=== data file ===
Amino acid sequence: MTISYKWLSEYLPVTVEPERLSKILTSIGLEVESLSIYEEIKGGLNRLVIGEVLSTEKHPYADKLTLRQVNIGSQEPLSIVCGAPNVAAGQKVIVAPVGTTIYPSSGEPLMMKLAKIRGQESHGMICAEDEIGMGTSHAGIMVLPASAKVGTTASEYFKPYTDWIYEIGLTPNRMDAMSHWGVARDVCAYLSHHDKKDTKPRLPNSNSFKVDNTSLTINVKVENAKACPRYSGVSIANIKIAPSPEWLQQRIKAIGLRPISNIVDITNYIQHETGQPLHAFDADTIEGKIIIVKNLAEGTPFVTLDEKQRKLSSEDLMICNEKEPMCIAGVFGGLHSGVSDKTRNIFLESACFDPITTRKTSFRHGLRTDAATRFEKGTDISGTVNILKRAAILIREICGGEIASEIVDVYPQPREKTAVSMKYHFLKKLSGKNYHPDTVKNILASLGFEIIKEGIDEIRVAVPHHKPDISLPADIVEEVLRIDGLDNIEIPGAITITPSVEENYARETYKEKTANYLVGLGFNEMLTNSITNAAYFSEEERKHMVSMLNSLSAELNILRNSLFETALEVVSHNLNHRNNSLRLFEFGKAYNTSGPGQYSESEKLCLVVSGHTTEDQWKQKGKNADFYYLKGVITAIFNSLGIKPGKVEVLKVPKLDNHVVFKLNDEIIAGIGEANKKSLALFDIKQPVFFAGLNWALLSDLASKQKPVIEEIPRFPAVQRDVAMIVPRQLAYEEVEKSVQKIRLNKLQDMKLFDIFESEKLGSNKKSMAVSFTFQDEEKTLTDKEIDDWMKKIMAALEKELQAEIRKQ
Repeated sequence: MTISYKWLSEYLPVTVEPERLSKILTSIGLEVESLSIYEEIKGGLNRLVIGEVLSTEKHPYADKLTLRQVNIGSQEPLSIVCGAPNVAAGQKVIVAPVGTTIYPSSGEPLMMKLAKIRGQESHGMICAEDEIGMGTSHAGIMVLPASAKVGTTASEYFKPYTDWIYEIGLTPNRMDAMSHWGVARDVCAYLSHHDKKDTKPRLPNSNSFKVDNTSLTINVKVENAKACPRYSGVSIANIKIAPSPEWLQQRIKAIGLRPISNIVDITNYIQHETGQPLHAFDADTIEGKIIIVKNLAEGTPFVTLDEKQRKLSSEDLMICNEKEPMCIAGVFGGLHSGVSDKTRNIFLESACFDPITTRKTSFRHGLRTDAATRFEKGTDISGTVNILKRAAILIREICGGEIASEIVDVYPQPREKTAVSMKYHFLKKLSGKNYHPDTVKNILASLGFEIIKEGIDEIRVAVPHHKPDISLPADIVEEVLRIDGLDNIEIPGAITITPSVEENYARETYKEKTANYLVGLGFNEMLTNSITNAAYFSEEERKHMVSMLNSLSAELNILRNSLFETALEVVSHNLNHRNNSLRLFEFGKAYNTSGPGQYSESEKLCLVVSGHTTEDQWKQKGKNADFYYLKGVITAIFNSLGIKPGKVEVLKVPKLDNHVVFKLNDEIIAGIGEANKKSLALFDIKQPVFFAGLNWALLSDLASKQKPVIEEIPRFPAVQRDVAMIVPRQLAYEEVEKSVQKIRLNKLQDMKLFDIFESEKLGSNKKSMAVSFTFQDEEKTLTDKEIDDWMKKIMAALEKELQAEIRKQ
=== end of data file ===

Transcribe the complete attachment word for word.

Amino acid sequence: MTISYKWLSEYLPVTVEPERLSKILTSIGLEVESLSIYEEIKGGLNRLVIGEVLSTEKHPYADKLTLRQVNIGSQEPLSIVCGAPNVAAGQKVIVAPVGTTIYPSSGEPLMMKLAKIRGQESHGMICAEDEIGMGTSHAGIMVLPASAKVGTTASEYFKPYTDWIYEIGLTPNRMDAMSHWGVARDVCAYLSHHDKKDTKPRLPNSNSFKVDNTSLTINVKVENAKACPRYSGVSIANIKIAPSPEWLQQRIKAIGLRPISNIVDITNYIQHETGQPLHAFDADTIEGKIIIVKNLAEGTPFVTLDEKQRKLSSEDLMICNEKEPMCIAGVFGGLHSGVSDKTRNIFLESACFDPITTRKTSFRHGLRTDAATRFEKGTDISGTVNILKRAAILIREICGGEIASEIVDVYPQPREKTAVSMKYHFLKKLSGKNYHPDTVKNILASLGFEIIKEGIDEIRVAVPHHKPDISLPADIVEEVLRIDGLDNIEIPGAITITPSVEENYARETYKEKTANYLVGLGFNEMLTNSITNAAYFSEEERKHMVSMLNSLSAELNILRNSLFETALEVVSHNLNHRNNSLRLFEFGKAYNTSGPGQYSESEKLCLVVSGHTTEDQWKQKGKNADFYYLKGVITAIFNSLGIKPGKVEVLKVPKLDNHVVFKLNDEIIAGIGEANKKSLALFDIKQPVFFAGLNWALLSDLASKQKPVIEEIPRFPAVQRDVAMIVPRQLAYEEVEKSVQKIRLNKLQDMKLFDIFESEKLGSNKKSMAVSFTFQDEEKTLTDKEIDDWMKKIMAALEKELQAEIRKQ
Repeated sequence: MTISYKWLSEYLPVTVEPERLSKILTSIGLEVESLSIYEEIKGGLNRLVIGEVLSTEKHPYADKLTLRQVNIGSQEPLSIVCGAPNVAAGQKVIVAPVGTTIYPSSGEPLMMKLAKIRGQESHGMICAEDEIGMGTSHAGIMVLPASAKVGTTASEYFKPYTDWIYEIGLTPNRMDAMSHWGVARDVCAYLSHHDKKDTKPRLPNSNSFKVDNTSLTINVKVENAKACPRYSGVSIANIKIAPSPEWLQQRIKAIGLRPISNIVDITNYIQHETGQPLHAFDADTIEGKIIIVKNLAEGTPFVTLDEKQRKLSSEDLMICNEKEPMCIAGVFGGLHSGVSDKTRNIFLESACFDPITTRKTSFRHGLRTDAATRFEKGTDISGTVNILKRAAILIREICGGEIASEIVDVYPQPREKTAVSMKYHFLKKLSGKNYHPDTVKNILASLGFEIIKEGIDEIRVAVPHHKPDISLPADIVEEVLRIDGLDNIEIPGAITITPSVEENYARETYKEKTANYLVGLGFNEMLTNSITNAAYFSEEERKHMVSMLNSLSAELNILRNSLFETALEVVSHNLNHRNNSLRLFEFGKAYNTSGPGQYSESEKLCLVVSGHTTEDQWKQKGKNADFYYLKGVITAIFNSLGIKPGKVEVLKVPKLDNHVVFKLNDEIIAGIGEANKKSLALFDIKQPVFFAGLNWALLSDLASKQKPVIEEIPRFPAVQRDVAMIVPRQLAYEEVEKSVQKIRLNKLQDMKLFDIFESEKLGSNKKSMAVSFTFQDEEKTLTDKEIDDWMKKIMAALEKELQAEIRKQ